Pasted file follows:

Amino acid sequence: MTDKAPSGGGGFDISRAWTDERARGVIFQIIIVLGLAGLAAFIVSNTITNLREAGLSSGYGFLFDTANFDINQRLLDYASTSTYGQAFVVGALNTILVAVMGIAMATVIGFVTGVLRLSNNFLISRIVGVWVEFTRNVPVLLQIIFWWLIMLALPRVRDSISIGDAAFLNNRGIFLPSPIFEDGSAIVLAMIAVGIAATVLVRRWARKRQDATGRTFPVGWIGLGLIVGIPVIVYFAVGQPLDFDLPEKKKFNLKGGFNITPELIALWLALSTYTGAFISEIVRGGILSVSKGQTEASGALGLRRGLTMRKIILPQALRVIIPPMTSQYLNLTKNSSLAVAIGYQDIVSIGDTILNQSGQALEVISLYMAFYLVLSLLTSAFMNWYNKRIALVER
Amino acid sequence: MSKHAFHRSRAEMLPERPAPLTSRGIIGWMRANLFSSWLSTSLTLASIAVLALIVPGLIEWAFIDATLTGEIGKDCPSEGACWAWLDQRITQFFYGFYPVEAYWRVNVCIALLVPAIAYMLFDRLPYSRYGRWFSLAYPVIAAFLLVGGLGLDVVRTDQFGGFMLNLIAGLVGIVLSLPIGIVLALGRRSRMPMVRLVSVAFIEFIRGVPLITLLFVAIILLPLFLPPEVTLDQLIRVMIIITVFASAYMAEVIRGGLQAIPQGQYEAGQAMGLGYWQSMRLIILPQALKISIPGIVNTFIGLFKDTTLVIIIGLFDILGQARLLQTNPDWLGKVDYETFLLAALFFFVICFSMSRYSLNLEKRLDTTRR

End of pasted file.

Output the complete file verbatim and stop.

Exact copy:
Amino acid sequence: MTDKAPSGGGGFDISRAWTDERARGVIFQIIIVLGLAGLAAFIVSNTITNLREAGLSSGYGFLFDTANFDINQRLLDYASTSTYGQAFVVGALNTILVAVMGIAMATVIGFVTGVLRLSNNFLISRIVGVWVEFTRNVPVLLQIIFWWLIMLALPRVRDSISIGDAAFLNNRGIFLPSPIFEDGSAIVLAMIAVGIAATVLVRRWARKRQDATGRTFPVGWIGLGLIVGIPVIVYFAVGQPLDFDLPEKKKFNLKGGFNITPELIALWLALSTYTGAFISEIVRGGILSVSKGQTEASGALGLRRGLTMRKIILPQALRVIIPPMTSQYLNLTKNSSLAVAIGYQDIVSIGDTILNQSGQALEVISLYMAFYLVLSLLTSAFMNWYNKRIALVER
Amino acid sequence: MSKHAFHRSRAEMLPERPAPLTSRGIIGWMRANLFSSWLSTSLTLASIAVLALIVPGLIEWAFIDATLTGEIGKDCPSEGACWAWLDQRITQFFYGFYPVEAYWRVNVCIALLVPAIAYMLFDRLPYSRYGRWFSLAYPVIAAFLLVGGLGLDVVRTDQFGGFMLNLIAGLVGIVLSLPIGIVLALGRRSRMPMVRLVSVAFIEFIRGVPLITLLFVAIILLPLFLPPEVTLDQLIRVMIIITVFASAYMAEVIRGGLQAIPQGQYEAGQAMGLGYWQSMRLIILPQALKISIPGIVNTFIGLFKDTTLVIIIGLFDILGQARLLQTNPDWLGKVDYETFLLAALFFFVICFSMSRYSLNLEKRLDTTRR